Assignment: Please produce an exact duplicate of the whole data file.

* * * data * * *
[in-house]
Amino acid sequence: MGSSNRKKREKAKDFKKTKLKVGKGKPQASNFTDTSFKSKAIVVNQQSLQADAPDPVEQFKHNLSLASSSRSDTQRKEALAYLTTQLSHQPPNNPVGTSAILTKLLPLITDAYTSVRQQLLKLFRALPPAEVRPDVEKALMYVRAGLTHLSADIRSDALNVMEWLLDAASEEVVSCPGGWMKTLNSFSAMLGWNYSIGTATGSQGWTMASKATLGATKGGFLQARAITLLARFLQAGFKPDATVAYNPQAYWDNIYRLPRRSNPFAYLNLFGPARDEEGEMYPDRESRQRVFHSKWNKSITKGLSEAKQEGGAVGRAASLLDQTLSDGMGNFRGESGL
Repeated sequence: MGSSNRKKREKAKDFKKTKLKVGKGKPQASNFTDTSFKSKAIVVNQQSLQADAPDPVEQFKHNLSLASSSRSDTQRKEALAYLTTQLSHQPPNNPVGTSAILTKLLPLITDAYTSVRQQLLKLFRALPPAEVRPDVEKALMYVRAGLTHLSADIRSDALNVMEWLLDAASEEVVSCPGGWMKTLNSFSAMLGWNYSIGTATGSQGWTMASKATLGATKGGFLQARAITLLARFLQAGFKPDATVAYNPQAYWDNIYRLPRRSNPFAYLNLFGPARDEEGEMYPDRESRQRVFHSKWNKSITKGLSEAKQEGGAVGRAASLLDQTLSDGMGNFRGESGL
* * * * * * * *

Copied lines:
[in-house]
Amino acid sequence: MGSSNRKKREKAKDFKKTKLKVGKGKPQASNFTDTSFKSKAIVVNQQSLQADAPDPVEQFKHNLSLASSSRSDTQRKEALAYLTTQLSHQPPNNPVGTSAILTKLLPLITDAYTSVRQQLLKLFRALPPAEVRPDVEKALMYVRAGLTHLSADIRSDALNVMEWLLDAASEEVVSCPGGWMKTLNSFSAMLGWNYSIGTATGSQGWTMASKATLGATKGGFLQARAITLLARFLQAGFKPDATVAYNPQAYWDNIYRLPRRSNPFAYLNLFGPARDEEGEMYPDRESRQRVFHSKWNKSITKGLSEAKQEGGAVGRAASLLDQTLSDGMGNFRGESGL
Repeated sequence: MGSSNRKKREKAKDFKKTKLKVGKGKPQASNFTDTSFKSKAIVVNQQSLQADAPDPVEQFKHNLSLASSSRSDTQRKEALAYLTTQLSHQPPNNPVGTSAILTKLLPLITDAYTSVRQQLLKLFRALPPAEVRPDVEKALMYVRAGLTHLSADIRSDALNVMEWLLDAASEEVVSCPGGWMKTLNSFSAMLGWNYSIGTATGSQGWTMASKATLGATKGGFLQARAITLLARFLQAGFKPDATVAYNPQAYWDNIYRLPRRSNPFAYLNLFGPARDEEGEMYPDRESRQRVFHSKWNKSITKGLSEAKQEGGAVGRAASLLDQTLSDGMGNFRGESGL